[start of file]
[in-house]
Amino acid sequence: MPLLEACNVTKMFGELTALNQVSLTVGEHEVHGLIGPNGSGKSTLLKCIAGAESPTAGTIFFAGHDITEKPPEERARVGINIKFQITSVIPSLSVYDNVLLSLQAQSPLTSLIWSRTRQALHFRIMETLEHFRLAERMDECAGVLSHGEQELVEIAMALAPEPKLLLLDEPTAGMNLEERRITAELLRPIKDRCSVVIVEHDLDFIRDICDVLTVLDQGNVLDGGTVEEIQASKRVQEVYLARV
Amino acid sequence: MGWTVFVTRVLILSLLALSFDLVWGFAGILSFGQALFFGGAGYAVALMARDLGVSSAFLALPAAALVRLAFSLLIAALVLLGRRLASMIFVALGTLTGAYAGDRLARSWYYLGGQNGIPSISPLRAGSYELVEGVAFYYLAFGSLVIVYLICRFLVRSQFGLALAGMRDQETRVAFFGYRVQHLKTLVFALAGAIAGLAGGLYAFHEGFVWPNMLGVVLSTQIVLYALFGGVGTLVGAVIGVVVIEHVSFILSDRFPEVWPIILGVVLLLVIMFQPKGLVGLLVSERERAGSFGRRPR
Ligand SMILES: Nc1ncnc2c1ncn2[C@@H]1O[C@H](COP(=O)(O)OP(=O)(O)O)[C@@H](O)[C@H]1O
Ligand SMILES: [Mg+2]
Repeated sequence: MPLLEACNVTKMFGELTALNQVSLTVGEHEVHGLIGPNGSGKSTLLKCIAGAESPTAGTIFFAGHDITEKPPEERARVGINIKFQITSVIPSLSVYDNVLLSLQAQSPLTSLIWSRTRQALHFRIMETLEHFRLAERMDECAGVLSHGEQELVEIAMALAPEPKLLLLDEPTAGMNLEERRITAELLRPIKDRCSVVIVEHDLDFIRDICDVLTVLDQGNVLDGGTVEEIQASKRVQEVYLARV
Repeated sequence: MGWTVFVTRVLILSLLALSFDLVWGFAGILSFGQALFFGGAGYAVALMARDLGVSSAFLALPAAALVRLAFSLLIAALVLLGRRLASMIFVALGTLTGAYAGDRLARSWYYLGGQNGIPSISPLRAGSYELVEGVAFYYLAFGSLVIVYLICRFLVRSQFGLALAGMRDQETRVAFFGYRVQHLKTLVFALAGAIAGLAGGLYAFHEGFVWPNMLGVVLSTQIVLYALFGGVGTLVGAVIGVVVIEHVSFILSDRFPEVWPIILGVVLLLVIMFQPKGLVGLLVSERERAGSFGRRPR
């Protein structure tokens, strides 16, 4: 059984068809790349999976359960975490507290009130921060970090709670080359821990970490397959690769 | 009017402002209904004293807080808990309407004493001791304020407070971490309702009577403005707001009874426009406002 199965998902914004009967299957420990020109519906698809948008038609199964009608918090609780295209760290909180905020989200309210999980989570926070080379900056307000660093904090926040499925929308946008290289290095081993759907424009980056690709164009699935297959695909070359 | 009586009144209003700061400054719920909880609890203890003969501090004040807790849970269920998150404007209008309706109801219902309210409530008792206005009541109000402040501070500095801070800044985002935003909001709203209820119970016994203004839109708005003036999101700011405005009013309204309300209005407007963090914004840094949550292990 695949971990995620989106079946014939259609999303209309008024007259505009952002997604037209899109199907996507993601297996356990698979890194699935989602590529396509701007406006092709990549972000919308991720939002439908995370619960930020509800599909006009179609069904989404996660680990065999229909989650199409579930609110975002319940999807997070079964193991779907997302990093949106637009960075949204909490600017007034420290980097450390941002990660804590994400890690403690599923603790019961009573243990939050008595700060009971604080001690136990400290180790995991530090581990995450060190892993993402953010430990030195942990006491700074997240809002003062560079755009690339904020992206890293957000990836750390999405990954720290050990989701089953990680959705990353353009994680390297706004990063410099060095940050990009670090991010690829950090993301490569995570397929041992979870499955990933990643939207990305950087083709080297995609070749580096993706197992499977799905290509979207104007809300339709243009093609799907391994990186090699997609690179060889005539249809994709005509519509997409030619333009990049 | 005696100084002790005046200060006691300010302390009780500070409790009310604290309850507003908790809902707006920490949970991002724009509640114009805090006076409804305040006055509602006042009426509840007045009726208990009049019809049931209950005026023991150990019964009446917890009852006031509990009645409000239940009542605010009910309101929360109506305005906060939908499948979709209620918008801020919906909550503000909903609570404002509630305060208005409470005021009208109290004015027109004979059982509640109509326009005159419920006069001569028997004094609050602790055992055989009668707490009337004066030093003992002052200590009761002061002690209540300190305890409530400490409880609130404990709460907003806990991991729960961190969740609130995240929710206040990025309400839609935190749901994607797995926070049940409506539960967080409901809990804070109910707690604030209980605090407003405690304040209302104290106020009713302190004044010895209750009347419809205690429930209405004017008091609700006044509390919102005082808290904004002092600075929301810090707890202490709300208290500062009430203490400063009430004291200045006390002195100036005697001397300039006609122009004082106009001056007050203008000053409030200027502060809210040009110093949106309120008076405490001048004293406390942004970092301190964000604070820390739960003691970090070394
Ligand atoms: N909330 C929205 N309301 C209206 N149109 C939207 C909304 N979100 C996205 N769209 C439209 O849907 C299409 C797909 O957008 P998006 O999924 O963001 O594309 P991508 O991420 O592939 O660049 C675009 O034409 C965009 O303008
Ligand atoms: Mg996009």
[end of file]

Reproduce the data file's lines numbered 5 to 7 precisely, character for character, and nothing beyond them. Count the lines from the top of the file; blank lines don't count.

Ligand SMILES: [Mg+2]
Repeated sequence: MPLLEACNVTKMFGELTALNQVSLTVGEHEVHGLIGPNGSGKSTLLKCIAGAESPTAGTIFFAGHDITEKPPEERARVGINIKFQITSVIPSLSVYDNVLLSLQAQSPLTSLIWSRTRQALHFRIMETLEHFRLAERMDECAGVLSHGEQELVEIAMALAPEPKLLLLDEPTAGMNLEERRITAELLRPIKDRCSVVIVEHDLDFIRDICDVLTVLDQGNVLDGGTVEEIQASKRVQEVYLARV
Repeated sequence: MGWTVFVTRVLILSLLALSFDLVWGFAGILSFGQALFFGGAGYAVALMARDLGVSSAFLALPAAALVRLAFSLLIAALVLLGRRLASMIFVALGTLTGAYAGDRLARSWYYLGGQNGIPSISPLRAGSYELVEGVAFYYLAFGSLVIVYLICRFLVRSQFGLALAGMRDQETRVAFFGYRVQHLKTLVFALAGAIAGLAGGLYAFHEGFVWPNMLGVVLSTQIVLYALFGGVGTLVGAVIGVVVIEHVSFILSDRFPEVWPIILGVVLLLVIMFQPKGLVGLLVSERERAGSFGRRPR